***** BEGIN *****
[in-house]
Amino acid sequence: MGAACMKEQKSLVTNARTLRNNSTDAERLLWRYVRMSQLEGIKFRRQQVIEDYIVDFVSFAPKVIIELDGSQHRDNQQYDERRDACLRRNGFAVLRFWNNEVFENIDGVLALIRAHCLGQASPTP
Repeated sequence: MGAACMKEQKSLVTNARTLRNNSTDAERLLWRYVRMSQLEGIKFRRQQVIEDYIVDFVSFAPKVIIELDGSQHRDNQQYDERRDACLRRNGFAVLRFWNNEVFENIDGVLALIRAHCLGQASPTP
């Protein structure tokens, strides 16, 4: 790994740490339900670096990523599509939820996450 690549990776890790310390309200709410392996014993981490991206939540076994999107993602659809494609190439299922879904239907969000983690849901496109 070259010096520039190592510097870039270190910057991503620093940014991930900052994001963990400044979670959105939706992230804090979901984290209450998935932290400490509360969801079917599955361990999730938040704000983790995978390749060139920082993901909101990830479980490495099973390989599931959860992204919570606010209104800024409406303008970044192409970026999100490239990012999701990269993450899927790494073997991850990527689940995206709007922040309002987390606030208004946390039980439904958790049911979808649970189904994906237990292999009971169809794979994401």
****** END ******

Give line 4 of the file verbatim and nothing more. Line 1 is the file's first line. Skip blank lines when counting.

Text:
């Protein structure tokens, strides 16, 4: 790994740490339900670096990523599509939820996450 690549990776890790310390309200709410392996014993981490991206939540076994999107993602659809494609190439299922879904239907969000983690849901496109 070259010096520039190592510097870039270190910057991503620093940014991930900052994001963990400044979670959105939706992230804090979901984290209450998935932290400490509360969801079917599955361990999730938040704000983790995978390749060139920082993901909101990830479980490495099973390989599931959860992204919570606010209104800024409406303008970044192409970026999100490239990012999701990269993450899927790494073997991850990527689940995206709007922040309002987390606030208004946390039980439904958790049911979808649970189904994906237990292999009971169809794979994401």